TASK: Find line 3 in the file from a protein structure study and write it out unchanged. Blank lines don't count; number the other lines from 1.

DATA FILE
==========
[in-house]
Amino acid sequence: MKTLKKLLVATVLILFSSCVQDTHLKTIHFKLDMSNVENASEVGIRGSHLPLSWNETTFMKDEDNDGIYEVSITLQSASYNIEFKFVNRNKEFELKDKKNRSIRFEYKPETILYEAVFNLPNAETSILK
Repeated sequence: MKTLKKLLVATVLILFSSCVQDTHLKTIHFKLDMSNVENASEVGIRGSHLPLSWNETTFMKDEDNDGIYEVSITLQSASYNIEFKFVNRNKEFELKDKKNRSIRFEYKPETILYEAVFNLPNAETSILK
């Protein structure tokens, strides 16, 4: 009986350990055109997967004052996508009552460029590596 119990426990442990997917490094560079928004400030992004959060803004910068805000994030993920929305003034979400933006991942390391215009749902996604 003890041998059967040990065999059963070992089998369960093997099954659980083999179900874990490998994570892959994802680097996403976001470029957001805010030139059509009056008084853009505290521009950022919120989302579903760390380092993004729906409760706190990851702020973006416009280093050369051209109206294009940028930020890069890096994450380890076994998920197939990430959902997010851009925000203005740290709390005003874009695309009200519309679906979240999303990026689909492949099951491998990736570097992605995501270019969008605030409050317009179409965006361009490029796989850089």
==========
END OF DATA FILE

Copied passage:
Repeated sequence: MKTLKKLLVATVLILFSSCVQDTHLKTIHFKLDMSNVENASEVGIRGSHLPLSWNETTFMKDEDNDGIYEVSITLQSASYNIEFKFVNRNKEFELKDKKNRSIRFEYKPETILYEAVFNLPNAETSILK